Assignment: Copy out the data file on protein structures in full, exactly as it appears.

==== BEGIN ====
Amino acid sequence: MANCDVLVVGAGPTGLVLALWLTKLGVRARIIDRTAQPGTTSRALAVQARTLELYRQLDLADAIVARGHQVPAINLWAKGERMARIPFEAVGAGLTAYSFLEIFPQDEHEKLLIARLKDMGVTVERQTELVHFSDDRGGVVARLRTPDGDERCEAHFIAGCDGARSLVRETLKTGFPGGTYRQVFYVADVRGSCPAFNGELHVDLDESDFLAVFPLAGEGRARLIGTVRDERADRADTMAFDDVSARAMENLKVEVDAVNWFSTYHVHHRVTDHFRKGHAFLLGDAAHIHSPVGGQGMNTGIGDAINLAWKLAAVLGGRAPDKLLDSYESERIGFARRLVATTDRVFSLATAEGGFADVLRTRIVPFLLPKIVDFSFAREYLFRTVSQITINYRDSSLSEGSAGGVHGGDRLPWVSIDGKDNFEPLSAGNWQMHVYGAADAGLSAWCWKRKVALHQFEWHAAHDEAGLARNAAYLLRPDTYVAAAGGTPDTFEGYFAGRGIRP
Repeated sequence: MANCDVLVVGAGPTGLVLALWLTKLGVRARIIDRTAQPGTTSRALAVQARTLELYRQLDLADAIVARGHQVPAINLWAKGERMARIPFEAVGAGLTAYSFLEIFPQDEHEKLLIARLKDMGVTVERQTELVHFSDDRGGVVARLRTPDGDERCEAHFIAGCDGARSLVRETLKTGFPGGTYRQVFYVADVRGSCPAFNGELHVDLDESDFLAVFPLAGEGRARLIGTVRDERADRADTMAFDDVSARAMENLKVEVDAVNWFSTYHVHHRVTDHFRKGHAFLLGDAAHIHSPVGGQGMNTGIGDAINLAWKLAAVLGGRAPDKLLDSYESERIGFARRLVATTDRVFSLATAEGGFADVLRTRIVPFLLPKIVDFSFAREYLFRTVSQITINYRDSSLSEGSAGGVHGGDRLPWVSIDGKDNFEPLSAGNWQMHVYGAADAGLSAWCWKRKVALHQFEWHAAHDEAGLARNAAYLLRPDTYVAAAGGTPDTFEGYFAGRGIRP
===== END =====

Amino acid sequence: MANCDVLVVGAGPTGLVLALWLTKLGVRARIIDRTAQPGTTSRALAVQARTLELYRQLDLADAIVARGHQVPAINLWAKGERMARIPFEAVGAGLTAYSFLEIFPQDEHEKLLIARLKDMGVTVERQTELVHFSDDRGGVVARLRTPDGDERCEAHFIAGCDGARSLVRETLKTGFPGGTYRQVFYVADVRGSCPAFNGELHVDLDESDFLAVFPLAGEGRARLIGTVRDERADRADTMAFDDVSARAMENLKVEVDAVNWFSTYHVHHRVTDHFRKGHAFLLGDAAHIHSPVGGQGMNTGIGDAINLAWKLAAVLGGRAPDKLLDSYESERIGFARRLVATTDRVFSLATAEGGFADVLRTRIVPFLLPKIVDFSFAREYLFRTVSQITINYRDSSLSEGSAGGVHGGDRLPWVSIDGKDNFEPLSAGNWQMHVYGAADAGLSAWCWKRKVALHQFEWHAAHDEAGLARNAAYLLRPDTYVAAAGGTPDTFEGYFAGRGIRP
Repeated sequence: MANCDVLVVGAGPTGLVLALWLTKLGVRARIIDRTAQPGTTSRALAVQARTLELYRQLDLADAIVARGHQVPAINLWAKGERMARIPFEAVGAGLTAYSFLEIFPQDEHEKLLIARLKDMGVTVERQTELVHFSDDRGGVVARLRTPDGDERCEAHFIAGCDGARSLVRETLKTGFPGGTYRQVFYVADVRGSCPAFNGELHVDLDESDFLAVFPLAGEGRARLIGTVRDERADRADTMAFDDVSARAMENLKVEVDAVNWFSTYHVHHRVTDHFRKGHAFLLGDAAHIHSPVGGQGMNTGIGDAINLAWKLAAVLGGRAPDKLLDSYESERIGFARRLVATTDRVFSLATAEGGFADVLRTRIVPFLLPKIVDFSFAREYLFRTVSQITINYRDSSLSEGSAGGVHGGDRLPWVSIDGKDNFEPLSAGNWQMHVYGAADAGLSAWCWKRKVALHQFEWHAAHDEAGLARNAAYLLRPDTYVAAAGGTPDTFEGYFAGRGIRP